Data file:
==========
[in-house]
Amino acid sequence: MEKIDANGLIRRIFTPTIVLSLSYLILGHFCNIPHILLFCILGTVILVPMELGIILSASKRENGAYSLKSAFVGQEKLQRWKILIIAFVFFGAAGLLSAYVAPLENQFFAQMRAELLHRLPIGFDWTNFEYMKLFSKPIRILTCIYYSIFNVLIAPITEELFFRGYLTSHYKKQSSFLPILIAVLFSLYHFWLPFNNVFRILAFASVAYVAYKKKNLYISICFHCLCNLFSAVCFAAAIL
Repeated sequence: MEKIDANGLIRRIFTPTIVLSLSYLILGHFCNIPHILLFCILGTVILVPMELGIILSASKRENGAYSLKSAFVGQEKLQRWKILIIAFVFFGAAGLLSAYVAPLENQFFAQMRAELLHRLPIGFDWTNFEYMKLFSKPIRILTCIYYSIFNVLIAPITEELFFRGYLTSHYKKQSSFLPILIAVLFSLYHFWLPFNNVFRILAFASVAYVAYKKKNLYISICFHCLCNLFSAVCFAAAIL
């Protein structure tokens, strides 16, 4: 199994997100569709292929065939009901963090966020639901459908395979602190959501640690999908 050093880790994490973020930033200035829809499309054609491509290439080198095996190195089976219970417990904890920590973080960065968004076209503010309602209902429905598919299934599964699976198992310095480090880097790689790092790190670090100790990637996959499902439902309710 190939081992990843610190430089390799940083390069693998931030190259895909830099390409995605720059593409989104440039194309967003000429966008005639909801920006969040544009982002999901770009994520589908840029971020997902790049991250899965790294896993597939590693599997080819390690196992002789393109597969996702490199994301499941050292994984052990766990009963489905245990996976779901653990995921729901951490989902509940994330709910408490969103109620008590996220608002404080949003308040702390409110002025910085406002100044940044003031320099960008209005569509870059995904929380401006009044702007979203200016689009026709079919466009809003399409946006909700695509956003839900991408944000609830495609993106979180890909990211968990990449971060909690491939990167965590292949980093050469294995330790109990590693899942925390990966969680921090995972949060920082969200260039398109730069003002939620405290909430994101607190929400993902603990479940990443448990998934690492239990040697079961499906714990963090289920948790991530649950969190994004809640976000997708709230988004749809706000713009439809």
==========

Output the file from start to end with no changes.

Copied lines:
[in-house]
Amino acid sequence: MEKIDANGLIRRIFTPTIVLSLSYLILGHFCNIPHILLFCILGTVILVPMELGIILSASKRENGAYSLKSAFVGQEKLQRWKILIIAFVFFGAAGLLSAYVAPLENQFFAQMRAELLHRLPIGFDWTNFEYMKLFSKPIRILTCIYYSIFNVLIAPITEELFFRGYLTSHYKKQSSFLPILIAVLFSLYHFWLPFNNVFRILAFASVAYVAYKKKNLYISICFHCLCNLFSAVCFAAAIL
Repeated sequence: MEKIDANGLIRRIFTPTIVLSLSYLILGHFCNIPHILLFCILGTVILVPMELGIILSASKRENGAYSLKSAFVGQEKLQRWKILIIAFVFFGAAGLLSAYVAPLENQFFAQMRAELLHRLPIGFDWTNFEYMKLFSKPIRILTCIYYSIFNVLIAPITEELFFRGYLTSHYKKQSSFLPILIAVLFSLYHFWLPFNNVFRILAFASVAYVAYKKKNLYISICFHCLCNLFSAVCFAAAIL
């Protein structure tokens, strides 16, 4: 199994997100569709292929065939009901963090966020639901459908395979602190959501640690999908 050093880790994490973020930033200035829809499309054609491509290439080198095996190195089976219970417990904890920590973080960065968004076209503010309602209902429905598919299934599964699976198992310095480090880097790689790092790190670090100790990637996959499902439902309710 190939081992990843610190430089390799940083390069693998931030190259895909830099390409995605720059593409989104440039194309967003000429966008005639909801920006969040544009982002999901770009994520589908840029971020997902790049991250899965790294896993597939590693599997080819390690196992002789393109597969996702490199994301499941050292994984052990766990009963489905245990996976779901653990995921729901951490989902509940994330709910408490969103109620008590996220608002404080949003308040702390409110002025910085406002100044940044003031320099960008209005569509870059995904929380401006009044702007979203200016689009026709079919466009809003399409946006909700695509956003839900991408944000609830495609993106979180890909990211968990990449971060909690491939990167965590292949980093050469294995330790109990590693899942925390990966969680921090995972949060920082969200260039398109730069003002939620405290909430994101607190929400993902603990479940990443448990998934690492239990040697079961499906714990963090289920948790991530649950969190994004809640976000997708709230988004749809706000713009439809």